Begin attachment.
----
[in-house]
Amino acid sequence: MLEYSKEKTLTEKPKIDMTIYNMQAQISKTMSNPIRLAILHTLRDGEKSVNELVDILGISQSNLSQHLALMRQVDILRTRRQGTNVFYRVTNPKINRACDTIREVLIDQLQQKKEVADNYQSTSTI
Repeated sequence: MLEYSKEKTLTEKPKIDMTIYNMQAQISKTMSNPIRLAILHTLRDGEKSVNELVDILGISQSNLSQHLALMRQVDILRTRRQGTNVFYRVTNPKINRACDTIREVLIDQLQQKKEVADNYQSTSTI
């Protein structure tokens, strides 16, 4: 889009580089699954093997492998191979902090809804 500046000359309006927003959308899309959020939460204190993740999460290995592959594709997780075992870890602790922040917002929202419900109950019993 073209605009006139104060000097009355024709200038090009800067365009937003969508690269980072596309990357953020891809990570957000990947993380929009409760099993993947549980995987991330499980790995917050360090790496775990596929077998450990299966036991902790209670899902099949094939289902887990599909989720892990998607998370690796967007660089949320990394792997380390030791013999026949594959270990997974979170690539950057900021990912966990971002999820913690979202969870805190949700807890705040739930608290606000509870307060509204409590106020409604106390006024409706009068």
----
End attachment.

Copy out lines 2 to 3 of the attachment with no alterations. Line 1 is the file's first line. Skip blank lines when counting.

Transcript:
Amino acid sequence: MLEYSKEKTLTEKPKIDMTIYNMQAQISKTMSNPIRLAILHTLRDGEKSVNELVDILGISQSNLSQHLALMRQVDILRTRRQGTNVFYRVTNPKINRACDTIREVLIDQLQQKKEVADNYQSTSTI
Repeated sequence: MLEYSKEKTLTEKPKIDMTIYNMQAQISKTMSNPIRLAILHTLRDGEKSVNELVDILGISQSNLSQHLALMRQVDILRTRRQGTNVFYRVTNPKINRACDTIREVLIDQLQQKKEVADNYQSTSTI